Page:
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Posted on: Mar 25, 2004
NASA's Opportunity rover has demonstrated some rocks on Mars probably formed as deposits at the bottom of a body of gently flowing saltwater.
"We think Opportunity is parked on what was once the shoreline of a salty sea on Mars," said Dr. Steve Squyres of Cornell University, Ithaca, N.Y., principal investigator for the science payload on Opportunity and its twin Mars Exploration Rover, Spirit.
Clues gathered so far do not tell how long or how long ago liquid water covered the area. To gather more evidence, the rover's controllers plan to send Opportunity out across a plain toward a thicker exposure of rocks in the wall of a crater.
NASA's Associate Administrator for Space Science Dr. Ed Weiler said, "This dramatic confirmation of standing water in Mars' history builds on a progression of discoveries about that most Earthlike of alien planets. This result gives us impetus to expand our ambitious program of exploring Mars to learn whether microbes have ever lived there and, ultimately, whether we can."
"Bedding patterns in some finely layered rocks indicate the sand-sized grains of sediment that eventually bonded together were shaped into ripples by water at least five centimeters (two inches) deep, possibly much deeper, and flowing at a speed of 10 to 50 centimeters (four to 20 inches) per second," said Dr. John Grotzinger, rover science-team member from the Massachusetts Institute of Technology, Cambridge, Mass.
In telltale patterns, called crossbedding and festooning, some layers within a rock lie at angles to the main layers. Festooned layers have smile-shaped curves produced by shifting of the loose sediments' rippled shapes under a current of water.
"Ripples that formed in wind look different than ripples formed in water," Grotzinger said. "Some patterns seen in the outcrop that Opportunity has been examining might have resulted from wind, but others are reliable evidence of water flow.”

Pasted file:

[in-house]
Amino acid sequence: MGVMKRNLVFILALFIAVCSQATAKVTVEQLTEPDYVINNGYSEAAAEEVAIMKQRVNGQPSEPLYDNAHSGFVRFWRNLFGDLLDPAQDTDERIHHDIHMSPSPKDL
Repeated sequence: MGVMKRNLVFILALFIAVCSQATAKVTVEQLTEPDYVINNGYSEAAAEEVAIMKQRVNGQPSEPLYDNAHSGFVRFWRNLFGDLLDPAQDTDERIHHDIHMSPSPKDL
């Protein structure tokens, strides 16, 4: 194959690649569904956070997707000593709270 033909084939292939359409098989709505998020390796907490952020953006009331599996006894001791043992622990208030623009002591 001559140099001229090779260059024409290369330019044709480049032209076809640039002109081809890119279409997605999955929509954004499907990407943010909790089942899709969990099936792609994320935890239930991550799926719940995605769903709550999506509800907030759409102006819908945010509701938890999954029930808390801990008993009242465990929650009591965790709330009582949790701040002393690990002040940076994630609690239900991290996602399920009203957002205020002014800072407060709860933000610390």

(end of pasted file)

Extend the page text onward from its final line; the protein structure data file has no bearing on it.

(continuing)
According to Grotzinger, the environment at the time the rocks were forming could have been a salt flat, or playa, sometimes covered by shallow water and sometimes dry. Such environments on Earth, either at the edge of oceans or in desert basins, can have currents of water that produce the type of ripples seen in the Mars rocks.
A second line of evidence, findings of chlorine and bromine in the rocks, also suggests this type of environment. Rover scientists presented some of that news three weeks ago as evidence the rocks had at least soaked in mineral-rich water, possibly underground water, after they formed. Increased assurance of the bromine findings strengthens the case that rock-forming particles precipitated from surface water as salt concentrations climbed past saturation while water was evaporating.
Dr. James Garvin, lead scientist for Mars and lunar exploration at NASA Headquarters, Washington, said, "Many features on the surface of Mars that orbiting spacecraft have revealed to us in the past three decades look like signs of liquid water, but we have never before had this definitive class of evidence from the martian rocks themselves. We planned the Mars Exploration Rover Project to look for evidence like this, and it is succeeding better than we had any right to hope. Someday we must collect these rocks and bring them back to terrestrial laboratories to read their records for clues to the biological potential of Mars."
Squyres said, "The particular type of rock Opportunity is finding, with evaporite sediments from standing water, offers excellent capability for preserving evidence of any biochemical or biological material that may have been in the water."
Engineers at NASA's Jet Propulsion Laboratory, Pasadena, Calif., expect Opportunity and Spirit to operate several months longer than their initial three-month prime missions on Mars. To analyze hints of crossbedding, mission controllers programmed Opportunity to move its robotic arm more than 200 times in one day, taking 152 microscope pictures of layering in a rock called "Last Chance."